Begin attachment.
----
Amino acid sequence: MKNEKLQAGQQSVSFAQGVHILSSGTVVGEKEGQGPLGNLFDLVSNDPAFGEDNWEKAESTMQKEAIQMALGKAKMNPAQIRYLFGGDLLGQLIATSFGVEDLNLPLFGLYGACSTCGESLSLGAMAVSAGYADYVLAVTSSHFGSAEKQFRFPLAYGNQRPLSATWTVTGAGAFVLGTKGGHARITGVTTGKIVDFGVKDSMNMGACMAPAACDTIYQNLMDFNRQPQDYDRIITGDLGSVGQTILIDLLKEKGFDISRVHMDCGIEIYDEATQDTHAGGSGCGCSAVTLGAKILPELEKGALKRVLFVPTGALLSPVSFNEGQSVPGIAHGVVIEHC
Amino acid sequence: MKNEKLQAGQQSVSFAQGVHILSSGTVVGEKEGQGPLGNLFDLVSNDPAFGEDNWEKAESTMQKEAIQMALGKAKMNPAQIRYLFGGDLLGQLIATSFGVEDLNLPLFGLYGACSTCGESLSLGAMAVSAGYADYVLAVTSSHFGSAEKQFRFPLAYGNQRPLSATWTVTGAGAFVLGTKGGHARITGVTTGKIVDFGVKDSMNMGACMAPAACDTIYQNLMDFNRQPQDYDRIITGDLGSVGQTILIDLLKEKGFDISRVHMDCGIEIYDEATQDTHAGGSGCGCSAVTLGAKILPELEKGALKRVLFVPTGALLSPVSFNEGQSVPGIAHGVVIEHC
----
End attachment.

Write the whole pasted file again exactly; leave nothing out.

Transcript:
Amino acid sequence: MKNEKLQAGQQSVSFAQGVHILSSGTVVGEKEGQGPLGNLFDLVSNDPAFGEDNWEKAESTMQKEAIQMALGKAKMNPAQIRYLFGGDLLGQLIATSFGVEDLNLPLFGLYGACSTCGESLSLGAMAVSAGYADYVLAVTSSHFGSAEKQFRFPLAYGNQRPLSATWTVTGAGAFVLGTKGGHARITGVTTGKIVDFGVKDSMNMGACMAPAACDTIYQNLMDFNRQPQDYDRIITGDLGSVGQTILIDLLKEKGFDISRVHMDCGIEIYDEATQDTHAGGSGCGCSAVTLGAKILPELEKGALKRVLFVPTGALLSPVSFNEGQSVPGIAHGVVIEHC
Amino acid sequence: MKNEKLQAGQQSVSFAQGVHILSSGTVVGEKEGQGPLGNLFDLVSNDPAFGEDNWEKAESTMQKEAIQMALGKAKMNPAQIRYLFGGDLLGQLIATSFGVEDLNLPLFGLYGACSTCGESLSLGAMAVSAGYADYVLAVTSSHFGSAEKQFRFPLAYGNQRPLSATWTVTGAGAFVLGTKGGHARITGVTTGKIVDFGVKDSMNMGACMAPAACDTIYQNLMDFNRQPQDYDRIITGDLGSVGQTILIDLLKEKGFDISRVHMDCGIEIYDEATQDTHAGGSGCGCSAVTLGAKILPELEKGALKRVLFVPTGALLSPVSFNEGQSVPGIAHGVVIEHC